Interview with Duane Mathes, VP of Game Development at Black Box VR.
Duane, you just moved to Boise this month from working at Intel. What are you focusing on now?
First, let me say that I absolutely love working in VR. I believe it is going to change the world, and I am grateful to be a part of it.
I started off in VR like most of us did--exploring. It's such a new field, there are few if any who could be called experts. I experimented with the hardware I had available, an early pre-order HTC Vive, and I made a virtual tabletop gaming experience. I learned about a lot of things in those days, some about hardware and software, but most about the nature of perception and what makes an experience cohesive and believable.
Today I am working on a method to volumetrically track a user's movement through a virtual space and provide feedback with a "show, don't tell" mentality. It will be part of a fully immersive fitness experience created by Black Box VR that will replace traditional analogs of going to the gym and performing repetitive exercises. Imagine being completely immersed in a multi-sensory game experience, joining up with your clan, challenging yourself physically and leading your team to victory. When you come out the other side, you might realize your biceps have grown, or your backside has firmed up, or you just feel healthier all around. We live in an exciting world folks!
What innovations (in VR) are you looking forward to most?
Realizing that with current technology the two may seem mutually exclusive, I am really looking forward to higher resolution combined with a wireless experience. When I can write code in VR, I'll be set. You might never see me again.
Who is someone in VR that you think everyone needs to follow?
Vive Lighthouse technology. He has been on the forefront of the VR space, and keeping very open with the community about hardware developments. He is also one of the people most responsible for the move to open-source the Lighthouse technology. This will make high resolution indoor positioning technology available to everyone, both in and out of VR.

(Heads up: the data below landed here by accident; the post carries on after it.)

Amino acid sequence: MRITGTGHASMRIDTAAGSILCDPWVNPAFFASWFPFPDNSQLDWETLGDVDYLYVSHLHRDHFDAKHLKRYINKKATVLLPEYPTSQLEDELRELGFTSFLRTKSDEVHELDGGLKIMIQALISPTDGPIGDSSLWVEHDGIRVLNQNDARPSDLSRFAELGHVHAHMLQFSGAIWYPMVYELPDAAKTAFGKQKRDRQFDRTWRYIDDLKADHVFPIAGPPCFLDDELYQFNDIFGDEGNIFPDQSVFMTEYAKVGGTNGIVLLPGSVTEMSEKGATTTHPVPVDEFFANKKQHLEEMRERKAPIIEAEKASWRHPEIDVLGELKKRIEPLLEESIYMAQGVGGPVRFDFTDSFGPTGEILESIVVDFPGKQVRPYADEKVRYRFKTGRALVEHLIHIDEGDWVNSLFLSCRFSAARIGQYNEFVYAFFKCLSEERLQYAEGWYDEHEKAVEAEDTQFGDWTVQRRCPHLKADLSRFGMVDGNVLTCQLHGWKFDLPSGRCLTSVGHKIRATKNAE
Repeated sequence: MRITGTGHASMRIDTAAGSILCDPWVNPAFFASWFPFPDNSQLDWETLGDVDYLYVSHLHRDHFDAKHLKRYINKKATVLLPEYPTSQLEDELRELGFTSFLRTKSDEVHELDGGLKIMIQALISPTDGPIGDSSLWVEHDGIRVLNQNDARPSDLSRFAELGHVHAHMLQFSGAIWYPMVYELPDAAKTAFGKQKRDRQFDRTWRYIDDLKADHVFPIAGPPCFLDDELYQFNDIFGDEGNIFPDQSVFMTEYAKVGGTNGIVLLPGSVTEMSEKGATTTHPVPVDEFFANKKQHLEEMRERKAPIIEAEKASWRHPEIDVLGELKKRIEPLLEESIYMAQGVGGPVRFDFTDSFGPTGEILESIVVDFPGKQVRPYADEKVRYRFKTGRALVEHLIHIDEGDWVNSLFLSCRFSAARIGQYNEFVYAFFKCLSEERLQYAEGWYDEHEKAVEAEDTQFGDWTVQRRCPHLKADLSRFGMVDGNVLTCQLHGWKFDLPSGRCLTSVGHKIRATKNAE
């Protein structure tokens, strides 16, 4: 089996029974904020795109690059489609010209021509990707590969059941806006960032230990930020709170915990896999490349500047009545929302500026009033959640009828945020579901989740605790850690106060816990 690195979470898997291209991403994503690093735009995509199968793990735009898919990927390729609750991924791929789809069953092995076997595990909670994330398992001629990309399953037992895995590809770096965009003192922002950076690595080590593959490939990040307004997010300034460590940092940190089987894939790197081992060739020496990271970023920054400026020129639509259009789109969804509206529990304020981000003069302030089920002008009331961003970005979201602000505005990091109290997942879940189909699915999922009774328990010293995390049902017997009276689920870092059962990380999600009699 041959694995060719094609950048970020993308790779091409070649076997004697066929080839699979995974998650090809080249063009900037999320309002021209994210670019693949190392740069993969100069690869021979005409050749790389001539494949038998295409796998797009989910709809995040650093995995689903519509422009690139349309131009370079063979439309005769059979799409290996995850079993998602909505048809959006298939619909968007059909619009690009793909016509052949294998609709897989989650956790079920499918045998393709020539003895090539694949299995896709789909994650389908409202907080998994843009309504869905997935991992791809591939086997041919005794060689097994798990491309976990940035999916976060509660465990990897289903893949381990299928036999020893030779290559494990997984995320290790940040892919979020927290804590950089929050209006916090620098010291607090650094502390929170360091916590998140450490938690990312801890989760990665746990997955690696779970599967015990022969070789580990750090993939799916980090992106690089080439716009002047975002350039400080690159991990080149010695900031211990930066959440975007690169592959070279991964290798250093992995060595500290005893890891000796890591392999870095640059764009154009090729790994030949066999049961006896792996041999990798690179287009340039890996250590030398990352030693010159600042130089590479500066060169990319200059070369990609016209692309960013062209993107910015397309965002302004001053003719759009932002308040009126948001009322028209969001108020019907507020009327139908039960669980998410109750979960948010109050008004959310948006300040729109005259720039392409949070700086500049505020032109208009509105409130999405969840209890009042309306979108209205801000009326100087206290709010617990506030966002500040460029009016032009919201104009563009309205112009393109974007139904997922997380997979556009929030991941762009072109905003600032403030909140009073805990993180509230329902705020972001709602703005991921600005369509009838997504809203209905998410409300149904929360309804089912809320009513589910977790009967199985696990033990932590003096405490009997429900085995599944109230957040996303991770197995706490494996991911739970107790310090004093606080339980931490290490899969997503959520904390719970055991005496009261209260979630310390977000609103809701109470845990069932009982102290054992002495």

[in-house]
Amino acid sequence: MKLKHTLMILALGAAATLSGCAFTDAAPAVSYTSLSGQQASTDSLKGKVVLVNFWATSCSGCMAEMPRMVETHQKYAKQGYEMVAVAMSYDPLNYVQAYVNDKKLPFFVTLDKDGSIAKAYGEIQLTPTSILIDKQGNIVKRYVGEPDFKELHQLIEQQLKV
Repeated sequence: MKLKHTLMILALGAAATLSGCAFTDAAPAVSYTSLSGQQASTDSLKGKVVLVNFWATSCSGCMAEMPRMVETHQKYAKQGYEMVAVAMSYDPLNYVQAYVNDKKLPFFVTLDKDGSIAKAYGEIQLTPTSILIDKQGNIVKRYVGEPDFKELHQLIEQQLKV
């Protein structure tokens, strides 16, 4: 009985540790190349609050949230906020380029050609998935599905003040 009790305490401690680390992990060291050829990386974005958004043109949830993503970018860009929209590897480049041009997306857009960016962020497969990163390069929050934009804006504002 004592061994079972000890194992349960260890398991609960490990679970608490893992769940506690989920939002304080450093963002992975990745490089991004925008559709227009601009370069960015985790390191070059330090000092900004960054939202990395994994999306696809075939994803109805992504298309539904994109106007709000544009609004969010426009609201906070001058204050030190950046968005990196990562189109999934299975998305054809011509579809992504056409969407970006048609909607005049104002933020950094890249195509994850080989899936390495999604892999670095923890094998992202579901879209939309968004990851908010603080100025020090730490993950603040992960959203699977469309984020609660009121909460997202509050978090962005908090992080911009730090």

Just to give you a slightly off-topic idea of what this means for non-VR applications let me share an example. I have a good friend who has been working on an automated, precisely tracked wheelchair for the severely disabled. The user could activate a control on the wheelchair--which could be anything from a physical button to a tracked eye movement--and the chair could transport them safely to any room in the house. This would be a huge quality of life improvement for them and their caregivers. Other than the Lighthouses, current indoor positioning technology doesn't support anything of this scale, so it's a big breakthrough.
What is the one challenge VR faces today?
If we are talking about something more than strapping a phone to your face, I think most importantly it's the price point. Of course this is a confluence of factors--processing power, both GPU and CPU, the hardware cost of the HMD and controllers, its relative "newness" in the market. These will come down somewhat, but until people are toting around computers that are considered high-end today, there will still be a fairly high barrier of entry.
What is your favorite VR technology?
For now, I'm a Vive fanboy. Roomscale is absolutely huge, and the ability to track a person's movement in virtual space is the cornerstone of some amazing experiences that we are just beginning to conceive of.
Save the Date:
Join our Newsletter for the latest in VR, AR and Mixed Reality in Idaho!